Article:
Longjiang-2 / LO-94: Journey to the Moon

Longjiang-2 / LO-94 in Lunar Orbit

Longjiang-2 / LO-94 in Lunar Orbit

A cartoon movie has been made that tells the story of the student-built spacecraft Longjiang-2 / Lunar-OSCAR-94 which went into lunar orbit and transmitted SSDV images back to radio amateurs on Earth.

SSDV image of Moon and Earth taken by LO-94 (Longjiang-2) - Credit Cees Bassa

SSDV image of Moon and Earth taken by LO-94 (Longjiang-2) – Credit Cees Bassa

Longjiang-2 / LO-94, developed by students and researchers at the Harbin Institute of Technology, is the world’s smallest spacecraft to enter lunar orbit independently. It was launched on May 20, 2018 and radio amateurs tracked its progress as it traveled towards the Moon and successfully entered lunar orbit.

The spacecraft transmitted signals back to Earth on 435.400 and 436.400 MHz. The amateur radio mode SSDV (Slow Scan Digital Video) was used to send back pictures of the Moon and WSJT JT4G was used for messages.

Two VHF/UHF SDR transceivers onboard were used to provide the beacon, telemetry, telecommand, digital image downlink and a GMSK-JT4 repeater, transmitting power was about 2 watts.

Watch Longjiang-2: Journey to the Moon

Harbin Institute Of Technology Amateur Radio Club BY2HIT
Weibo: http://www.weibo.com/by2hit
QRZ: http://www.qrz.com/db/BY2HIT

JY1SAT Launch Information and Dashboard

JY1SAT CubeSat

JY1SAT CubeSat

JY1Sat is an enhanced 1U FUNcube. It has been developed for the Crown Prince Foundation in Jordan. The spacecraft has been named in honour of the Crown Prince’s grandfather, King Hussein, who operated using his personal amateur radio callsign which was simply JY1.

In addition to the usual suite of FUNcube capabilities it will also be capable of downlinking images in SSDV format.  This image format, developed by Phil Heron, MI0VIM, for use in High Altitude Balloons, is now also being used from lunar orbit by AO-94.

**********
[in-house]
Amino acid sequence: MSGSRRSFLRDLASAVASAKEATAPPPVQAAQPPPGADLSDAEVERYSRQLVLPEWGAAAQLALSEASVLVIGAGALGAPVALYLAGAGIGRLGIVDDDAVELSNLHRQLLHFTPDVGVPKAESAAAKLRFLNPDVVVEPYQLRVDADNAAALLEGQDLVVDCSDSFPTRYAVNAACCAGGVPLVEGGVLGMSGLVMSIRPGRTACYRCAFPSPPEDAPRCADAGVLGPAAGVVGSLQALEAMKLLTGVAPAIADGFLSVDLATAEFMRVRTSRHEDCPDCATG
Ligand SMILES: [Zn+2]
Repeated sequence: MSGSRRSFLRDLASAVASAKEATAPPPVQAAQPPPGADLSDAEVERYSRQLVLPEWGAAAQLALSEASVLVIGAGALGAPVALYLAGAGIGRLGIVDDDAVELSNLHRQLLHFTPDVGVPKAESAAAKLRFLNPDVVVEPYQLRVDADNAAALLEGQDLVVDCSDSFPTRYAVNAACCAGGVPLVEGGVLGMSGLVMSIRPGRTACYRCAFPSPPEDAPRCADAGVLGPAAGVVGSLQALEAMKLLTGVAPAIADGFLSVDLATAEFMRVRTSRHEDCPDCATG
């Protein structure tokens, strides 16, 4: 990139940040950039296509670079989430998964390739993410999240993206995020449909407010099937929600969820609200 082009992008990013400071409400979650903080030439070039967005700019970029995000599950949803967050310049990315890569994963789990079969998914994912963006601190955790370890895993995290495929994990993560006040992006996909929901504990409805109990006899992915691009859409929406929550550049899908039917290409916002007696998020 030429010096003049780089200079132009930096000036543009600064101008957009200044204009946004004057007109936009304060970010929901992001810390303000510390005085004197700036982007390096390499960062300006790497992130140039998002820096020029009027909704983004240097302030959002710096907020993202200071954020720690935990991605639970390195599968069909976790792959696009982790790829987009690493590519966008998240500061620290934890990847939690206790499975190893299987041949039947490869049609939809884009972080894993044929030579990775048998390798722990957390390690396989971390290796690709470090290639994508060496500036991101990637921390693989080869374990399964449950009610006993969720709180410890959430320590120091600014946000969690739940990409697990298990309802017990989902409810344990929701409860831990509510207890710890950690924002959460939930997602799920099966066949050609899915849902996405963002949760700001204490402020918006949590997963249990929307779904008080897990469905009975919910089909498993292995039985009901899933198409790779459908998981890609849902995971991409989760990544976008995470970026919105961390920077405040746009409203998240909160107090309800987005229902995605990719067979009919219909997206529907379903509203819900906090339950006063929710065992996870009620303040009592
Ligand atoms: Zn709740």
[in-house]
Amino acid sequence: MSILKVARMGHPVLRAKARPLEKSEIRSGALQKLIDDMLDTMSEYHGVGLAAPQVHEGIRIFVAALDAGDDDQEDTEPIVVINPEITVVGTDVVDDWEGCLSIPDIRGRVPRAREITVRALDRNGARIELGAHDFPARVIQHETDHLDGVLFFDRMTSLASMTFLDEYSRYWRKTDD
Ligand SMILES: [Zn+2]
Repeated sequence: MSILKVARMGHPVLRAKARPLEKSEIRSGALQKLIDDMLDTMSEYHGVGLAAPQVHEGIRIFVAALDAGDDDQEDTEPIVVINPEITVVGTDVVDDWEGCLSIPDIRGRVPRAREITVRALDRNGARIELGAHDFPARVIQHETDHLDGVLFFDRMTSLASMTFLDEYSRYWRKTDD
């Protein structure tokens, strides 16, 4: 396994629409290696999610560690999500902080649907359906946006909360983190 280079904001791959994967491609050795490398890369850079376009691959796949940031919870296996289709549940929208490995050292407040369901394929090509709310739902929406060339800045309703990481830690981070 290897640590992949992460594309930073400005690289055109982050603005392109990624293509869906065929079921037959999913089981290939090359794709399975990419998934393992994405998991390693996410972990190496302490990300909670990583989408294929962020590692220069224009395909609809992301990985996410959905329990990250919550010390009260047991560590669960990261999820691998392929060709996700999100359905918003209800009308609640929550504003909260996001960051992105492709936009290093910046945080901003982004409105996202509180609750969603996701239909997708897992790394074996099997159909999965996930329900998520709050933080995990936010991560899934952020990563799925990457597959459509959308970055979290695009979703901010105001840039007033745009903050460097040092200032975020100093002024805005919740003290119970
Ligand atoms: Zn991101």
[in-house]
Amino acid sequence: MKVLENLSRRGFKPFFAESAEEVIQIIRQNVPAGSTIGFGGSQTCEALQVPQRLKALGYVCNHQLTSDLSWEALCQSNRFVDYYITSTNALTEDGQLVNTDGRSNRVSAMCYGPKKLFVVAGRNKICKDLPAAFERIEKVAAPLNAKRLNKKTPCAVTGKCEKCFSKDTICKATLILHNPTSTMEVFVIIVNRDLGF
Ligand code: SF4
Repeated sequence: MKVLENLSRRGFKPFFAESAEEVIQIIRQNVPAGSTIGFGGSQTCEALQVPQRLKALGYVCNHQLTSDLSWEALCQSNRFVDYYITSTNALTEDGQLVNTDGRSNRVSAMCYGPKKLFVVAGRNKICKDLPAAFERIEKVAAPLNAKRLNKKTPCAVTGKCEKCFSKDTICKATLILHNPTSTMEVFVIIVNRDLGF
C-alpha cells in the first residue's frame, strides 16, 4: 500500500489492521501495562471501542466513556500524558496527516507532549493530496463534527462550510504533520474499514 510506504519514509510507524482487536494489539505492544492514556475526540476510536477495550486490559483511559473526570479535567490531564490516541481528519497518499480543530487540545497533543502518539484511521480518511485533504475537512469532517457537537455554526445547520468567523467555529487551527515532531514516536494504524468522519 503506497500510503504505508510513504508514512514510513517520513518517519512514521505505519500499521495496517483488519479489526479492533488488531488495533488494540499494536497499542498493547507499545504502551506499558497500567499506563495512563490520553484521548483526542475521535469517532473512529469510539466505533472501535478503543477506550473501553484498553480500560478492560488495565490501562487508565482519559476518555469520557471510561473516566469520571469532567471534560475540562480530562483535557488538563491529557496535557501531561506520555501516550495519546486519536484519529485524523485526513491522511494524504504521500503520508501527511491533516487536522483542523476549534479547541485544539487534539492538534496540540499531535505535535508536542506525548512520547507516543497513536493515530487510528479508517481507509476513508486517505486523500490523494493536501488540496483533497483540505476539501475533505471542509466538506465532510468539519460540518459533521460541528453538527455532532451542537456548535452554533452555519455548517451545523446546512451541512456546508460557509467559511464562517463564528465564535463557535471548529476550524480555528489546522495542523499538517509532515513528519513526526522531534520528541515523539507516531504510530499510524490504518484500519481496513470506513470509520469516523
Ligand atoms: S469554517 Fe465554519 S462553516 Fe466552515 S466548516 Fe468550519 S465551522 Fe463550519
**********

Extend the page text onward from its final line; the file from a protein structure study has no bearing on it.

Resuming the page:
The telemetry downlink frequency is 145.840 MHz, this will use the usual FUNcube standard 1k2 BPSK format. The linear transponder, for Single Sideband (SSB) and CW modes, will downlink on 145.855-145.875 MHz and uplink on 435.100-435.120 MHz. The transponder is inverting so Lower Sideband (LSB) should be used on the uplink and Upper Sideband (USB) on the downlink.

A new Dashboard has been developed for this mission and is available for download here:

This will operate in exactly the same manner as those developed for previous missions and general set-up information can be downloaded here: Dashboard Guidance

A brand new Data Warehouse has also been created. This can be used to view the telemetry from ALL of the FUNcube missions. This can his can viewed here http://data.amsat-uk.org/

SSO-A Mission Patch

SSO-A Mission Patch

This mission will be one of the payloads on the Spaceflight SSO-A mission. The launch from the Vandenberg Air Force base in California is scheduled for 18:31:47 GMT on Monday, December 3. This launch is expected to have more than sixty other payloads.

The deployment time for JY1SAT has been advised as 4 hours 31 minutes and 54.5 seconds after launch. This means that, allowing for the pre-programmed delay of 30 minutes between deployment from the POD and the release of the antennas, the first downlink signals cannot be expected until 5 hours 2 minutes after launch.

Watch the launch at https://www.youtube.com/watch?v=PJkRM5QQDAA

Initial indications are that the spacecraft will be over NE Australia at power-up.

The start-up mode, as usual, is low power telemetry only and we will be really looking forward to receiving reports  and telemetry. So please, either upload the data from the Dashboard to the Warehouse in the usual way, or send a quick email to operations@funcube.org.uk

Satellites with Amateur Radio payloads on the SSO-A mission


UBSEDS25 balloon has Slow Scan Digital Video

UBSEDS18 Solar Powered Balloon

Bristol students plan to transmit 434 MHz Slow Scan Digital Video (SSDV) from the UBSEDS25 solar powered high altitude balloon planned to launch on Saturday, July 1.

On the UKHAS Google Group Richard Meadows M0SBU from University of Bristol Students for the Exploration and Development of Space (UBSEDS) writes:

We’re planning a launch from Bristol this Saturday, July 1 between 0500 and 0530 BST. This is weather permitting, but the forecast currently looks okay.

This flight is similar to the previous UBSEDS24, except with some bug fixes and adjustments. It’s using a 1.9m envelope and longer payload train, and so there’s a NOTAM in place. This tracker has a Raspberry Pi Zero V1.3 attached, which transmits images when solar power is available. It’s a different design to our launch last August; in this case the tracker will continue to operate even if the pi fails. For the curious the ‘pi status’ telemetry values are: 0 = off, 1 = on, 2 = PITS started, 3 = SSDV started).

There will hopefully be a cutdown mounted between the balloon and the tracker. We’ll be testing the 434MHz uplink whilst it’s still in range of Bristol; if it returns over the UK at a convenient time and place we will attempt to trigger the cutdown.

The tracker has a variety of transmissions: